TAKEAWAY: the judicial system is not quick, but juries are part of the system and verdicts are hard to overturn on appeal.

parking spot costs $179,900 and comes with monthly HOA fee to boot

The post on Tuesday 12/13/2022 was about a parking spot costs $179,000 and comes with a monthly HOA fee. Big cities often have limited parking, but wow, just wow. This is a guarded parking space near Fenway Park and you can see it while it waits for you. It has other plusses too – see the post. It is also now offered at a discounted price; it was originally listed for $199,900 and is not $20,000 off. But it comes with a monthly HOA fee and a yearly tax – the total for those is in the post. A bit of history on the space (which seems to have a life of its own) is in the post.

TAKEAWAY: HOA and condo fees and amenities take many forms … Know what is part of the unit and what is a (limited) common element in your association.

chester county restaurant ordered to pay close to $194K in back wages and damages.

The post on Wednesday 12/14/2022 told us a Chester County restaurant ordered to pay close to $194k in back wages and damages. The US DOL sued a taqueria for back pay and damages owed to 68 employees and now the parties have settled. This concerns the time period February 2018 – January 2021 a Taqueria Morolean in Avondale. The DOL investi-gator found that there were incomplete time and payroll records and more as noted in the post. On top of the back wages, the restaurant will have to pay penalties (the amount is in the post) for FLSA overtime violations.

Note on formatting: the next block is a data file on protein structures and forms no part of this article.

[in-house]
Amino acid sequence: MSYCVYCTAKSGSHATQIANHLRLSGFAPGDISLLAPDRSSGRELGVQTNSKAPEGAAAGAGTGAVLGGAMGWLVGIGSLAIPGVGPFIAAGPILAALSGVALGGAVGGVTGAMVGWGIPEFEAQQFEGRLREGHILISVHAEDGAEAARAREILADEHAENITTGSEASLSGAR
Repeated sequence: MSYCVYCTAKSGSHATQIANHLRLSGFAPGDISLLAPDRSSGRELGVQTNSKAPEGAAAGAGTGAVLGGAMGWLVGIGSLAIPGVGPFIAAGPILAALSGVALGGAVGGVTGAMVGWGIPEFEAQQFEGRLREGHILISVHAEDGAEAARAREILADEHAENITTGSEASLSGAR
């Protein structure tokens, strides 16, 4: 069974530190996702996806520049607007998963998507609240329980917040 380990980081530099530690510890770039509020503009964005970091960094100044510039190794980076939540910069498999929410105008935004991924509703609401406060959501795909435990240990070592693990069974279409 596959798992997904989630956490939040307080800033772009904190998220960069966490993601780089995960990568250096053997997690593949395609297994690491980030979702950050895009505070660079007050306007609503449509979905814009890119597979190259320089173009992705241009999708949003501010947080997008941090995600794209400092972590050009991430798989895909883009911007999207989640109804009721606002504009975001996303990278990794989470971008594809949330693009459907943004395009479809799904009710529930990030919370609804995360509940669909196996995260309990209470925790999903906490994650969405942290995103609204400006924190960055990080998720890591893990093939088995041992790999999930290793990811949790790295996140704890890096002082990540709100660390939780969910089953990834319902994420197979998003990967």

TAKEAWAY: Make sure to properly pay your employees, no matter the sector or industry; it is much less expensive to do it right the first time (and out of the public eye). Talk to an employment lawyer if you are unsure about OT implications.

evidence of sexual and racial harassment sends claims to trial

In the post on Thursday 12/15/2022 we learned that evidence of sexual and racial harassment sends claims to trial. A federal appeals court allowed a Black employee to go forward with her claims of sexual and racial harassment (which she alleged created a hostile work environment). The court overruled a trial court decision that the incidents cited by the employee, including frequent comments of a sexual nature and more as noted in the post were insufficient to establish a hostile environment.